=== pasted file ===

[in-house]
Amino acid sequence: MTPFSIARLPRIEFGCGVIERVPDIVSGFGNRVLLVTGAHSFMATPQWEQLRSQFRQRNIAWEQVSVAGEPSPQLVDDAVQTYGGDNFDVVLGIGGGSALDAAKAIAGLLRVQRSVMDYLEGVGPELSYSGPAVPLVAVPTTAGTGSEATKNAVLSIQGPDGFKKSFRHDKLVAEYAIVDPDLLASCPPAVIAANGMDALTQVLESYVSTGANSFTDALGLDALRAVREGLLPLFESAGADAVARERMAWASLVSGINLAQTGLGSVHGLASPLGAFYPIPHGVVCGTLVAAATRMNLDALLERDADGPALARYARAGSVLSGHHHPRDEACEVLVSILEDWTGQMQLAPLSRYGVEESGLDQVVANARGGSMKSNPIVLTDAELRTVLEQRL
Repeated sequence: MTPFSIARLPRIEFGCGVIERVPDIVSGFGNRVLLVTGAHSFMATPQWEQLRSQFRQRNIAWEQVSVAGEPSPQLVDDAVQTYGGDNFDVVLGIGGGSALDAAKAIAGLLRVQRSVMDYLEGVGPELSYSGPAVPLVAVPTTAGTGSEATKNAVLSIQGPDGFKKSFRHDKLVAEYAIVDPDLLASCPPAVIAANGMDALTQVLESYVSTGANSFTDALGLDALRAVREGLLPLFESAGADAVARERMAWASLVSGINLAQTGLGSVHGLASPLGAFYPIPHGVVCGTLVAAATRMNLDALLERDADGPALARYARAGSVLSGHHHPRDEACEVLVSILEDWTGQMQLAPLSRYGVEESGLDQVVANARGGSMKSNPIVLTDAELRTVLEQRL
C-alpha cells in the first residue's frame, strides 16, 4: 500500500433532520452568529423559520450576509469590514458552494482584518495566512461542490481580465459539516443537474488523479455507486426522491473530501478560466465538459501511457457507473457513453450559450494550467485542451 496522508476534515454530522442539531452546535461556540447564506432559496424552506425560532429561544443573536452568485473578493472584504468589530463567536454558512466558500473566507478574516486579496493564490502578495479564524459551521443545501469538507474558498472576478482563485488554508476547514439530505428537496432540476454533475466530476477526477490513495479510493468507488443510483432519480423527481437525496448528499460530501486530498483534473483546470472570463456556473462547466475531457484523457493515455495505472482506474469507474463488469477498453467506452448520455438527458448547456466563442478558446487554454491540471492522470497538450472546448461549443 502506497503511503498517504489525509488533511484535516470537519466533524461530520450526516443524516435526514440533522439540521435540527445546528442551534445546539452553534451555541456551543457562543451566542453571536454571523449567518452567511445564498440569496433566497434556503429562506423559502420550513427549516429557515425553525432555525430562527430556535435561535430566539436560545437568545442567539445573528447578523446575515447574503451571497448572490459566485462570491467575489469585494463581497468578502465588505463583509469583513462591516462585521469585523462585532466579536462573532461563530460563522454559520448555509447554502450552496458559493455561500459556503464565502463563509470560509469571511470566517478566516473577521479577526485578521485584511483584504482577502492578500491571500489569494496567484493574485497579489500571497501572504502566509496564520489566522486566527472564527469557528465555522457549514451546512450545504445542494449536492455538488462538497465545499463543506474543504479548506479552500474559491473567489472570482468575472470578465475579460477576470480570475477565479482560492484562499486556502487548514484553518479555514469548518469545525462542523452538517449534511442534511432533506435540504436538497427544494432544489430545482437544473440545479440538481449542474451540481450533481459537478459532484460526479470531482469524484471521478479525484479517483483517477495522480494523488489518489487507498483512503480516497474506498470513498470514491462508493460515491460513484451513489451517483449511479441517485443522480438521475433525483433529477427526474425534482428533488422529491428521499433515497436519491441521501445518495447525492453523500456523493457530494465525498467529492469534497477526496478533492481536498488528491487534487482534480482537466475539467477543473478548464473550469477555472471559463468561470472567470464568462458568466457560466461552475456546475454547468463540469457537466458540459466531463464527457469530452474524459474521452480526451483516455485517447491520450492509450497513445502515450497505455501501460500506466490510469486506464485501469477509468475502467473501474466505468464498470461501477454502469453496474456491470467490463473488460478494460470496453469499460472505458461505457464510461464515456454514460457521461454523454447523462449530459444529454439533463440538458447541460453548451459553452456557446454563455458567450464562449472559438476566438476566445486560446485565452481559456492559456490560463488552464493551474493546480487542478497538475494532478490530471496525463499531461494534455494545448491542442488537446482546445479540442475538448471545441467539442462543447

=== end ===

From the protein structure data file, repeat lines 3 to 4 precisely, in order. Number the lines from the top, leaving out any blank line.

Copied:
Repeated sequence: MTPFSIARLPRIEFGCGVIERVPDIVSGFGNRVLLVTGAHSFMATPQWEQLRSQFRQRNIAWEQVSVAGEPSPQLVDDAVQTYGGDNFDVVLGIGGGSALDAAKAIAGLLRVQRSVMDYLEGVGPELSYSGPAVPLVAVPTTAGTGSEATKNAVLSIQGPDGFKKSFRHDKLVAEYAIVDPDLLASCPPAVIAANGMDALTQVLESYVSTGANSFTDALGLDALRAVREGLLPLFESAGADAVARERMAWASLVSGINLAQTGLGSVHGLASPLGAFYPIPHGVVCGTLVAAATRMNLDALLERDADGPALARYARAGSVLSGHHHPRDEACEVLVSILEDWTGQMQLAPLSRYGVEESGLDQVVANARGGSMKSNPIVLTDAELRTVLEQRL
C-alpha cells in the first residue's frame, strides 16, 4: 500500500433532520452568529423559520450576509469590514458552494482584518495566512461542490481580465459539516443537474488523479455507486426522491473530501478560466465538459501511457457507473457513453450559450494550467485542451 496522508476534515454530522442539531452546535461556540447564506432559496424552506425560532429561544443573536452568485473578493472584504468589530463567536454558512466558500473566507478574516486579496493564490502578495479564524459551521443545501469538507474558498472576478482563485488554508476547514439530505428537496432540476454533475466530476477526477490513495479510493468507488443510483432519480423527481437525496448528499460530501486530498483534473483546470472570463456556473462547466475531457484523457493515455495505472482506474469507474463488469477498453467506452448520455438527458448547456466563442478558446487554454491540471492522470497538450472546448461549443 502506497503511503498517504489525509488533511484535516470537519466533524461530520450526516443524516435526514440533522439540521435540527445546528442551534445546539452553534451555541456551543457562543451566542453571536454571523449567518452567511445564498440569496433566497434556503429562506423559502420550513427549516429557515425553525432555525430562527430556535435561535430566539436560545437568545442567539445573528447578523446575515447574503451571497448572490459566485462570491467575489469585494463581497468578502465588505463583509469583513462591516462585521469585523462585532466579536462573532461563530460563522454559520448555509447554502450552496458559493455561500459556503464565502463563509470560509469571511470566517478566516473577521479577526485578521485584511483584504482577502492578500491571500489569494496567484493574485497579489500571497501572504502566509496564520489566522486566527472564527469557528465555522457549514451546512450545504445542494449536492455538488462538497465545499463543506474543504479548506479552500474559491473567489472570482468575472470578465475579460477576470480570475477565479482560492484562499486556502487548514484553518479555514469548518469545525462542523452538517449534511442534511432533506435540504436538497427544494432544489430545482437544473440545479440538481449542474451540481450533481459537478459532484460526479470531482469524484471521478479525484479517483483517477495522480494523488489518489487507498483512503480516497474506498470513498470514491462508493460515491460513484451513489451517483449511479441517485443522480438521475433525483433529477427526474425534482428533488422529491428521499433515497436519491441521501445518495447525492453523500456523493457530494465525498467529492469534497477526496478533492481536498488528491487534487482534480482537466475539467477543473478548464473550469477555472471559463468561470472567470464568462458568466457560466461552475456546475454547468463540469457537466458540459466531463464527457469530452474524459474521452480526451483516455485517447491520450492509450497513445502515450497505455501501460500506466490510469486506464485501469477509468475502467473501474466505468464498470461501477454502469453496474456491470467490463473488460478494460470496453469499460472505458461505457464510461464515456454514460457521461454523454447523462449530459444529454439533463440538458447541460453548451459553452456557446454563455458567450464562449472559438476566438476566445486560446485565452481559456492559456490560463488552464493551474493546480487542478497538475494532478490530471496525463499531461494534455494545448491542442488537446482546445479540442475538448471545441467539442462543447